Steps 3-5: To create the next petal, repeat this process, positioning the next loop a little further along the bud centre. Continue to create your rose by repeating this twist-spiral-fold process, securing every fold in place by stitching through all layers each time. You may find that you need to play about with the positioning of the folds and check how your rose looks from a number of different angles before securing each new petal – I’ve produced a number of lop-sided roses by not following my own advice!
Steps 6-8: When your rose has reached the desired size and shape, snip off the long end of ribbon. Fold the raw edge under and stitch in place at the back of the rose. This is also a good time to make another check of your roses’ shape and make any little stitches you need here and there to adjust the petals if necessary.
You should now have a beautiful flower to gaze upon. I like to congratulate myself a little at this stage!
Step 9: Now for the leaves. Cut out one or two leaf shapes from coordinating or contrasting felt. I’ve chosen to use some quite abstract shapes to echo the pattern on the fabric of the bag for which this rose is intended. But, you could use a more realistic rose leaf shape and perhaps make tiny snips into the edges to create a more life-like correlated leaf.
Step 10: If you wish to add some texture to your leaf, hand or machine embroider some veins in coordinating or contrasting thread, or add a more abstract pattern as I have done here.
Steps 11-12: Once you are satisfied with your leaf or leaves, add a little bit of extra shape by pinching the leaf at the base and adding a stitch or two to secure a tiny pleat/dart.
Step 13-14: If you have created more than one leaf, stitch them together in whatever arrangement you desire before then attaching to the base of the rose.
Now sit back for another moment of self-congratulation!
If you wish to attach your rose to your bag/coat/dress in a permanent position, you could do so now by sewing it in place. However, I prefer to add a brooch back so that it’s possible to play around with the position of the flower on the bag or remove it from the bag and wear it as a matching corsage.
Step 15: For this final stage, attach a brooch back to the underside of your rose by stitching it in position – it’s worth checking the best position for the brooch back by placing your rose on a flat surface and seeing if your flower has a tendency to lean a certain way. You want to position the brooch back so that it is least visible – not just from the top view but also from the sides.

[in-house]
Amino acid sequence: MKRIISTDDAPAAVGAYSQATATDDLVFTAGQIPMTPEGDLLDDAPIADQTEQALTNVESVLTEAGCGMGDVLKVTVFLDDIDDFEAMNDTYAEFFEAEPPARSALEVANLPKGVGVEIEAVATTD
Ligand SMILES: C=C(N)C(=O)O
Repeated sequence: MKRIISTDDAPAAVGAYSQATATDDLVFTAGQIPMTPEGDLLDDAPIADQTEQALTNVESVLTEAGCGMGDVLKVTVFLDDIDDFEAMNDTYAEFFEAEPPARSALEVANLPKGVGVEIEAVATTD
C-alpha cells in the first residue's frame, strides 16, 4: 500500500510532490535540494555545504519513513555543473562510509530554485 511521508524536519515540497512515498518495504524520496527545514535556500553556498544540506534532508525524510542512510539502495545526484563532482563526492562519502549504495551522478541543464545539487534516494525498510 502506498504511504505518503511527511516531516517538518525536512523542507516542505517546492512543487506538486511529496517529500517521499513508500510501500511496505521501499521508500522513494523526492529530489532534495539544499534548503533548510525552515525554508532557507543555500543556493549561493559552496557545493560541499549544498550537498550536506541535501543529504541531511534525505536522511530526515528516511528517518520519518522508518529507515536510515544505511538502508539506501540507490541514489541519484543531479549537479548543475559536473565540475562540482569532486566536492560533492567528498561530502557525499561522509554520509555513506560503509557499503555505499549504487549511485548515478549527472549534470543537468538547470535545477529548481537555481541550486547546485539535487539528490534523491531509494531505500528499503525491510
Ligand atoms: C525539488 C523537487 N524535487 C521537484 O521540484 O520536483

Step 16: Finally, I like to make it all look as neat as possible by positioning a small circle of felt over the base of the brooch back. This adds another layer of security as well as hiding the stitching.
Et voila! Your rose corsage is now complete!
See Esther - 'Laughing Leaf Yellow' on Etsy here or Folksy here.
See Esther - 'Laughing Leaf Green' on Etsy here or Folksy here.
Other embellishment ideas:
Felt daisy from futuregirl.com |
Ric Rac dahlias from knick knacks & ric rac |
The flowers on this tea cosy by Cassi from Bella Dia would look great on a bag!
Thursday, 3 September 2009
I’ve also recently sourced some vintage 60s and 70s bag patterns (how I love Etsy!) and can’t wait to play around with some of the shapes and ideas once they arrive:
I’m on maternity leave in 2 weeks time so am hoping I’ll be able to get lots of sewing done before The Bean arrives – I’m sure other mum’s to be go for massages and pedicures, but I shall be relaxing to the gentle sounds of a whirring sewing machine and the tinkling of pins!
Wednesday, 2 September 2009
I've also been working on my first ever tutorial which I plan to post up in the next week or so, and have been searching through my bookmarks list to create a useful post about sourcing vintage fabrics. In the meantime, I wanted to share my new found appreciation of the beauty and wonder of shelving and storage space!
This is what the cupboard in the spare room - aka my sewing room soon to be the nursery - looked like previously:
(Actually that's a bit of a fib as this is what it looked like after I removed the chest of drawers and the extremely unstable stacks of cardboard boxes and Bags for Life overflowing with the jumble of my fabric and sewing supplies.)
And this is the cupboard after my Super Dad spent a day and a half waving his magic DIY screwdriver, and fitting made-to-measure shelves and a light. I then spent a week's worth of evenings sorting through the fabric stash and putting things into tidy boxes.
It's been nearly 2 weeks now and I still like to marvel at the wonder of my beautiful new cupboard! Eventually I'll get round to prettifying the walls a bit and painting it to look even more wonderous.
And still on the shelving theme... here is Paul's marvellous handiwork on the cupboard under the stairs: